The South Gauteng High Court this week gave the go-ahead for what will be the largest public interest lawsuit in our history against the gold mining industry.
There will likely be a settlement, leading to a trust. This, in turn, will pay out lump sums to thousands of men suffering from silicosis and pulmonary TB – or to their widows or children – as a result of working on the mines.
The amount of money will seem enormous and extend countrywide, to the furthest territory where the mining industry built up its labour force. Cash will also flow out to Lesotho, Mozambique, Malawi and elsewhere.
It will pay off debts, build houses and educate children; it will be water on a dry sponge. Wonderful, but also tragic. It has taken a decade to come this far, and there is more fighting ahead.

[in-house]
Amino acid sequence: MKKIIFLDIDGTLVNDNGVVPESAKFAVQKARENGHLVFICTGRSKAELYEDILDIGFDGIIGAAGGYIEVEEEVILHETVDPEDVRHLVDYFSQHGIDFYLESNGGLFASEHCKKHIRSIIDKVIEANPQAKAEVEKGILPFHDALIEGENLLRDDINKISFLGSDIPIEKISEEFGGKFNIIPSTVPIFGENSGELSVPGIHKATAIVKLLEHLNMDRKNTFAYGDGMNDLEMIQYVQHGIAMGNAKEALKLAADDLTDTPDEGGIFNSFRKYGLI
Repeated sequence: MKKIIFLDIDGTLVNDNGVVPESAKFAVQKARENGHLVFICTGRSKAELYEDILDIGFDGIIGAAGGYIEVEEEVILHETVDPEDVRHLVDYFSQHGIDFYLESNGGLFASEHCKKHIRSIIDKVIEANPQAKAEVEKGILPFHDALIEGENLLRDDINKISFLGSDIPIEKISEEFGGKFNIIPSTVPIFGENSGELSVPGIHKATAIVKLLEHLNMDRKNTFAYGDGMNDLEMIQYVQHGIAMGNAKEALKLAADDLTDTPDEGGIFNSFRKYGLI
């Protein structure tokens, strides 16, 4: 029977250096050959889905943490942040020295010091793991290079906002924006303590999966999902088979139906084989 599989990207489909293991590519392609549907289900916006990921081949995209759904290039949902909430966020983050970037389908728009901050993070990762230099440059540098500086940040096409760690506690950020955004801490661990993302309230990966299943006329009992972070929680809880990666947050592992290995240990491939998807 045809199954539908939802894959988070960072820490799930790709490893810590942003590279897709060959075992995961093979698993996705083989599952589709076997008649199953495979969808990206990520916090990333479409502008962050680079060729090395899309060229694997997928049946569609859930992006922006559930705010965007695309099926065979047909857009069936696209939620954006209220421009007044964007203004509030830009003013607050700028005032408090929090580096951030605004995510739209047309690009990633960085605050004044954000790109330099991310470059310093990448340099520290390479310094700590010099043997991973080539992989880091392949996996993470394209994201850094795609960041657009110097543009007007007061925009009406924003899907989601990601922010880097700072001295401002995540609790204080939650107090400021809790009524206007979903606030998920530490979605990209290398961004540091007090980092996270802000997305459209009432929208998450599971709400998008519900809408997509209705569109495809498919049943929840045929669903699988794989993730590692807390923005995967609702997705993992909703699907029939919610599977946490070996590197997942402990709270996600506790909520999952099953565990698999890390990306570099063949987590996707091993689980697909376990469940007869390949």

Silicosis is a historical injustice for which redress can be fought. The case hinges on mines neglecting even their limited duties to black workers under apartheid. There will be no class action for the indignity of hostels, wages – blacks earned 10% of what their white counterparts were paid – and the countless men crushed to death underground to make possible “Africa’s most advanced economy”, now third on the rankings list. And we wonder why young people call the transition to democracy a sellout.